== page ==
CHAPTER II

JANE FAIRFAX was an orphan, the only child of Mrs. Bates's youngest daughter.

The marriage of Lieut. Fairfax, of the ----- regiment of infantry, and Miss Jane Bates, had had its day of fame and pleasure, hope and interest; but nothing now remained of it, save the melancholy remembrance of him dying in action abroad--of his widow sinking under consumption and grief soon afterwards--and this girl.

By birth she belonged to Highbury: and when at three years old, on losing her mother, she became the property, the charge, the consolation, the fondling of her grandmother and aunt, there had seemed every probability of her being permanently fixed there; of her being taught only what very limited means could command, and growing up with no advantages of connection or improvement to be engrafted on what nature had given her in a pleasing person, good understanding, and warm-hearted, well meaning relations.

But the compassionate feelings of a friend of her father gave a change to her destiny. This was Colonel Campbell, who had very highly regarded Fairfax, as an excellent officer and most deserving young man; and farther, had been indebted to him for such attentions, during a severe camp-fever, as he believed had saved his life. These were claims which he did not learn to overlook, though some years passed away from the death of poor Fairfax, before his own return to England put any thing in his power. When he did return, he sought out the child and took notice of her. He was a married man, with only one living child, a girl, about Jane's age: and Jane became their guest, paying them long visits and growing a favourite with all; and, before she was nine years old, his daughter's great fondness for her, and his own wish of being a real friend, united to produce an offer from Colonel Campbell of undertaking the whole charge of her education. It was accepted; and from that period Jane had belonged to Colonel Campbell's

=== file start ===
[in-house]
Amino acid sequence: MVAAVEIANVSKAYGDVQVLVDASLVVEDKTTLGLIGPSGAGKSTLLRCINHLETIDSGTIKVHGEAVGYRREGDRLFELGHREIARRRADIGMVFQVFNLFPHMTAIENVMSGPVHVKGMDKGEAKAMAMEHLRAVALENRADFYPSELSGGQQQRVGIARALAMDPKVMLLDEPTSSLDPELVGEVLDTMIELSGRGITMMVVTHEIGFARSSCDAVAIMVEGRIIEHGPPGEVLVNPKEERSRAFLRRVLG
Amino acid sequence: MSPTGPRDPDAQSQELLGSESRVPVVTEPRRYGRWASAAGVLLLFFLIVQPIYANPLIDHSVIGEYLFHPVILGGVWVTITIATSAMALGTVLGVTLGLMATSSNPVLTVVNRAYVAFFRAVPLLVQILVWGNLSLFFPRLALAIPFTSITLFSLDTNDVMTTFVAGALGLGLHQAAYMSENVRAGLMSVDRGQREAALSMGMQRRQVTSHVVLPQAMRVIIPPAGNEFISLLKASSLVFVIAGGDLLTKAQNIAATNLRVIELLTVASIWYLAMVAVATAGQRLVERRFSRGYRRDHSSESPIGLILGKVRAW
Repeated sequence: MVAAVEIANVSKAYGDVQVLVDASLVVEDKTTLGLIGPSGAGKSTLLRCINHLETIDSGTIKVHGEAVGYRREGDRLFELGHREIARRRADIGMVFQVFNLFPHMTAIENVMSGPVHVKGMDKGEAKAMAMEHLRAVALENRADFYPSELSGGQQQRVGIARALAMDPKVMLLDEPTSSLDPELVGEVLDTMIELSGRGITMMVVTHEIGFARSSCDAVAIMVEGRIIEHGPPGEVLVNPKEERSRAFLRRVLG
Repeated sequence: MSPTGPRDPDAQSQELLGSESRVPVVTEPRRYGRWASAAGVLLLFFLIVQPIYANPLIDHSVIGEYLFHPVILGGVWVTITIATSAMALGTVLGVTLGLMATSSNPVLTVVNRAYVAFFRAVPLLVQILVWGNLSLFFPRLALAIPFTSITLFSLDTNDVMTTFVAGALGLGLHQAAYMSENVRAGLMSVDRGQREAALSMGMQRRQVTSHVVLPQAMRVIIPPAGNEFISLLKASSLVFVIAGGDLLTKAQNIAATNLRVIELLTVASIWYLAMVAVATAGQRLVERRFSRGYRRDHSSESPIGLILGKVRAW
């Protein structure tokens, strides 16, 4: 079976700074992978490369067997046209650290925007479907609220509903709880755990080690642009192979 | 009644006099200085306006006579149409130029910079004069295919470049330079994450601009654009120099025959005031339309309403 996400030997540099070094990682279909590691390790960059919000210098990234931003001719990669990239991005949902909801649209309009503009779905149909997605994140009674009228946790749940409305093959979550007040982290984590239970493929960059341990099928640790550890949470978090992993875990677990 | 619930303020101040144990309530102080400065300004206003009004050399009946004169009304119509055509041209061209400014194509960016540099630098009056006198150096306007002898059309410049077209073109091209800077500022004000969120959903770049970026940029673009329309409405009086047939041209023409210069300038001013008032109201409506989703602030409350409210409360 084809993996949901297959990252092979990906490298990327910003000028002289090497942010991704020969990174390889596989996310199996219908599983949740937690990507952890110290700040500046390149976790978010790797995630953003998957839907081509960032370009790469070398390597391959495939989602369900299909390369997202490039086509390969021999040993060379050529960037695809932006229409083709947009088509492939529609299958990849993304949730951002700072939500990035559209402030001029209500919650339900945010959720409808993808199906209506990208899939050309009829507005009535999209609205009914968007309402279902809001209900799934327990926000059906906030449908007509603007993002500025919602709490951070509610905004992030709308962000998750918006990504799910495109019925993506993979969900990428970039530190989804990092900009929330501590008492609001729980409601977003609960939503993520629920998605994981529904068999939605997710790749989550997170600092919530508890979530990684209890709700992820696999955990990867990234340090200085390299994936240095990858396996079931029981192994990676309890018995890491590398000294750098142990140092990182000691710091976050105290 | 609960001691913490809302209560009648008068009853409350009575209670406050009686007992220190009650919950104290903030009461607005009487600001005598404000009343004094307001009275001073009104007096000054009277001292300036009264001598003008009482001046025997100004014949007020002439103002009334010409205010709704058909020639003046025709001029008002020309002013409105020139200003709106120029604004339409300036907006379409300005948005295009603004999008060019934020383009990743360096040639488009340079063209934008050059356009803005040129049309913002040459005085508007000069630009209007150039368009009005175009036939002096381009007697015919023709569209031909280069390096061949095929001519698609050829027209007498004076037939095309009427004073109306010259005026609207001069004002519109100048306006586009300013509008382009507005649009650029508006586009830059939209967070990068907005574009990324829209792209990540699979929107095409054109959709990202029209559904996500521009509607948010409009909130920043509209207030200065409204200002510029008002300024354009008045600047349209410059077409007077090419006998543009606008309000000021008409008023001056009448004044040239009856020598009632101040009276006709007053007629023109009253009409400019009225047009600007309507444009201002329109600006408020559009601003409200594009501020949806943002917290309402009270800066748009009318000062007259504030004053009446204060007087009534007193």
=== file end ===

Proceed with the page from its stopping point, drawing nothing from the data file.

-145-

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Table of contents

Table of contents

  • OXFORD WORLD'S CLASSICS i
  • OXFORD WORLD'S CLASSICS ii
  • Title Page iii
  • Contents v
  • Introduction vii
  • NOTE ON THE TEXT xxix
  • Select Bibliography xxxi
  • A CHRONOLOGY OF JANE AUSTEN xxxvi
  • VOLUME I 3
  • Chapter I 3
  • Chapter II 12
  • Chapter III 16
  • Chapter IV 22
  • Chapter V 31
  • Chapter VI 36
  • Chapter VII 44
  • Chapter VIII 51
  • Chapter IX 62
  • Chapter X 75
  • Chapter XI 82
  • Chapter XII 88
  • Chapter XIII 97
  • Chapter XIV 105
  • Chapter XV 112
  • Chapter XVI 121
  • Chapter XVII 126
  • Chapter XVIII 129
  • VOLUME II 137
  • Chapter I 137
  • Chapter II 145
  • Chapter III 151
  • Chapter IV 162
  • Chapter V 166
  • Chapter VI 175
  • Chapter VII 184
  • Chapter VIII 190
  • Chapter IX 207
  • Chapter X 216
  • Chapter XI 222
  • Chapter XII 231
  • Chapter XIII 237
  • Chapter XV 252
  • Chapter XVI 260
  • Chapter XVII 269
  • Chapter XVIII 275
  • VOLUME III 283
  • Chapter I 283
  • Chapter II 286
  • Chapter III 299
  • Chapter IV 303
  • Chapter V 309
  • Chapter VI 317
  • Chapter VII 331
  • Chapter VIII 341
  • Chapter IX 348
  • Chapter X 355
  • Chapter XI 364
  • Chapter XII 376
  • Chapter XIII 384
  • Chapter XIV 393
  • Chapter XV 403
  • Chapter XVI 409
  • Chapter XVII 418
  • Chapter XVIII 427
  • Chapter XIX 437
  • EXPLANATORY NOTES 441
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